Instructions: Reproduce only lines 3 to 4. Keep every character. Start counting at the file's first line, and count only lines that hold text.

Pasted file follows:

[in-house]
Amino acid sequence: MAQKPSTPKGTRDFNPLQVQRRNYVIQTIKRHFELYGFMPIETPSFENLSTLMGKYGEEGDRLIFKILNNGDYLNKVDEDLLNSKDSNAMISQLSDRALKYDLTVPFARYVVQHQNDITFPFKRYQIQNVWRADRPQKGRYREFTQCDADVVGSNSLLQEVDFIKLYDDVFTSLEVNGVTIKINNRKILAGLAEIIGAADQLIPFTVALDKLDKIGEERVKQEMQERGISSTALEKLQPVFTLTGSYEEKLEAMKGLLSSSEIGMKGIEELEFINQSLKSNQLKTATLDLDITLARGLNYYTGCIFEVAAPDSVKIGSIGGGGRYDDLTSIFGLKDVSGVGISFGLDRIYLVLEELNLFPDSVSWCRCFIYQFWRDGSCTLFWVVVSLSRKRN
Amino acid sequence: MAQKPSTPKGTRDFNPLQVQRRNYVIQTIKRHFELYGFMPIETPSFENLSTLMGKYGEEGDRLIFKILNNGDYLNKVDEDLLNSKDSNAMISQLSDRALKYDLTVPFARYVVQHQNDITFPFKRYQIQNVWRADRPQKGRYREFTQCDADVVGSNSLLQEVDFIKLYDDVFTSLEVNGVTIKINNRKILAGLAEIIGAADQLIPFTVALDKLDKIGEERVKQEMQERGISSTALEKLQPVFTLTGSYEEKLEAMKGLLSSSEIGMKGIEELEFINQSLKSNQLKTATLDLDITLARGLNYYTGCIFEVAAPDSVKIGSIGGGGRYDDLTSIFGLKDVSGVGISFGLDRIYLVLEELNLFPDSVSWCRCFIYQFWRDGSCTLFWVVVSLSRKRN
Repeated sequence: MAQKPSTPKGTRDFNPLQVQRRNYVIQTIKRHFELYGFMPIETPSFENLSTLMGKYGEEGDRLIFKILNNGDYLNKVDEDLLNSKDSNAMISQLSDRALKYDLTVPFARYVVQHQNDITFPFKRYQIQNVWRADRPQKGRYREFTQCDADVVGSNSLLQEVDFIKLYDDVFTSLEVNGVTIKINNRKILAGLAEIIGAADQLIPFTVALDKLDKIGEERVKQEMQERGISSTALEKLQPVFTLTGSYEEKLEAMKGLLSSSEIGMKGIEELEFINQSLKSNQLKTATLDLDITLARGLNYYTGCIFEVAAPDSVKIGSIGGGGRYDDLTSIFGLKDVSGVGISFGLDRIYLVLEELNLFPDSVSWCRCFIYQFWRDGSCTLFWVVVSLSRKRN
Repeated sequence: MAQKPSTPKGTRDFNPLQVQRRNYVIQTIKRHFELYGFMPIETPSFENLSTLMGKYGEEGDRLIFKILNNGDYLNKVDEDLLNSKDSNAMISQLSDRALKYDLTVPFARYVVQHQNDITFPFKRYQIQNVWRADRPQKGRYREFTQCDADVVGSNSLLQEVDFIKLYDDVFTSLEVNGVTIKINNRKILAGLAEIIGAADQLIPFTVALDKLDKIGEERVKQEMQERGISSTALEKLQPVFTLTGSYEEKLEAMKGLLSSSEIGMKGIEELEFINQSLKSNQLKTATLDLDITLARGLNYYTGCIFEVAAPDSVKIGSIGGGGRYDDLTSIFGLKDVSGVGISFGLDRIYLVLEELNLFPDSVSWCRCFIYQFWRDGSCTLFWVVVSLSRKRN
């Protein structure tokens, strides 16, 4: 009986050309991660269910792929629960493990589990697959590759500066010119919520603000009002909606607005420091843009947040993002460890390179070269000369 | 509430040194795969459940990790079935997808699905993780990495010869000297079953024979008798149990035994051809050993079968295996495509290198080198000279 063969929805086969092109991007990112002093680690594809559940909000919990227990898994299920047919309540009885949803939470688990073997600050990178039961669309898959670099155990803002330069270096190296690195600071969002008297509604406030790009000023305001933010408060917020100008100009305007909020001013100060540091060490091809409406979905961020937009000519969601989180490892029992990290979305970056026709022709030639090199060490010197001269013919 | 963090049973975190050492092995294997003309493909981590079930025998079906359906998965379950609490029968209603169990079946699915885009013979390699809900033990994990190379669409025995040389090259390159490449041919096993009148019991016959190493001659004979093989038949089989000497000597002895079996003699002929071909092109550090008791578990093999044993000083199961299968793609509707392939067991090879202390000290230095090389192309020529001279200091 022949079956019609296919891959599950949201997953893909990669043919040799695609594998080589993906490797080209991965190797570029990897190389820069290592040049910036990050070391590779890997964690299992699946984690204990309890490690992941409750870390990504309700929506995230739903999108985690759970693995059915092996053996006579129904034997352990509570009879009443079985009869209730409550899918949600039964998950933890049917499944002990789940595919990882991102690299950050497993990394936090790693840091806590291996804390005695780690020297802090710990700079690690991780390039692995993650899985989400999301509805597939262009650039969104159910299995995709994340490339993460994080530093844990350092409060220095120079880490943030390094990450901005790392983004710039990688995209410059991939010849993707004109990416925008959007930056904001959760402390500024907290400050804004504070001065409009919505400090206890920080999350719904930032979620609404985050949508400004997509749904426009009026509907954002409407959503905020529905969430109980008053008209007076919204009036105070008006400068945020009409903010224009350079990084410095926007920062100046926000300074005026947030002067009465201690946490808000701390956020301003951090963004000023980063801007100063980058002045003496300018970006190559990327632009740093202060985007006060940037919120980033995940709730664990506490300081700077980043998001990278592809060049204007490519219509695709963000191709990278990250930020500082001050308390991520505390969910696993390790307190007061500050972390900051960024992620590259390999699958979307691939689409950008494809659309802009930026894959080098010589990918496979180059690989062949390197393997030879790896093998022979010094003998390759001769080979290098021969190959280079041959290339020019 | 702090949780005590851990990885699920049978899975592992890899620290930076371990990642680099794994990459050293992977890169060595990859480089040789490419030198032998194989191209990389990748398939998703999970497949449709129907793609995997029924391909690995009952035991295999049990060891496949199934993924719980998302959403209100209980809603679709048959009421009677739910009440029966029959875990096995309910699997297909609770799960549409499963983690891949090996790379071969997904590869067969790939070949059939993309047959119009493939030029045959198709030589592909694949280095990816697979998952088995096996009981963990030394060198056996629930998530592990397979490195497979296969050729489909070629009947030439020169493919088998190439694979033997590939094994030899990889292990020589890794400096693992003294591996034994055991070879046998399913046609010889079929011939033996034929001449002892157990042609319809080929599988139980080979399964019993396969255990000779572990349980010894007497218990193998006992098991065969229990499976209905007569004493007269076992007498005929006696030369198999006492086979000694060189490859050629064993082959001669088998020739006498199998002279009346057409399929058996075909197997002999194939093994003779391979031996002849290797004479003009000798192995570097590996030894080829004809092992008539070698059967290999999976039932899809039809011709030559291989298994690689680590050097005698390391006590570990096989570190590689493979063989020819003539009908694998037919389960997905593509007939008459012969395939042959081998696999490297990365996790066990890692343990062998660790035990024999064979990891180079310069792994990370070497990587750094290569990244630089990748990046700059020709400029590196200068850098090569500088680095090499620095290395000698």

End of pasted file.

Amino acid sequence: MAQKPSTPKGTRDFNPLQVQRRNYVIQTIKRHFELYGFMPIETPSFENLSTLMGKYGEEGDRLIFKILNNGDYLNKVDEDLLNSKDSNAMISQLSDRALKYDLTVPFARYVVQHQNDITFPFKRYQIQNVWRADRPQKGRYREFTQCDADVVGSNSLLQEVDFIKLYDDVFTSLEVNGVTIKINNRKILAGLAEIIGAADQLIPFTVALDKLDKIGEERVKQEMQERGISSTALEKLQPVFTLTGSYEEKLEAMKGLLSSSEIGMKGIEELEFINQSLKSNQLKTATLDLDITLARGLNYYTGCIFEVAAPDSVKIGSIGGGGRYDDLTSIFGLKDVSGVGISFGLDRIYLVLEELNLFPDSVSWCRCFIYQFWRDGSCTLFWVVVSLSRKRN
Repeated sequence: MAQKPSTPKGTRDFNPLQVQRRNYVIQTIKRHFELYGFMPIETPSFENLSTLMGKYGEEGDRLIFKILNNGDYLNKVDEDLLNSKDSNAMISQLSDRALKYDLTVPFARYVVQHQNDITFPFKRYQIQNVWRADRPQKGRYREFTQCDADVVGSNSLLQEVDFIKLYDDVFTSLEVNGVTIKINNRKILAGLAEIIGAADQLIPFTVALDKLDKIGEERVKQEMQERGISSTALEKLQPVFTLTGSYEEKLEAMKGLLSSSEIGMKGIEELEFINQSLKSNQLKTATLDLDITLARGLNYYTGCIFEVAAPDSVKIGSIGGGGRYDDLTSIFGLKDVSGVGISFGLDRIYLVLEELNLFPDSVSWCRCFIYQFWRDGSCTLFWVVVSLSRKRN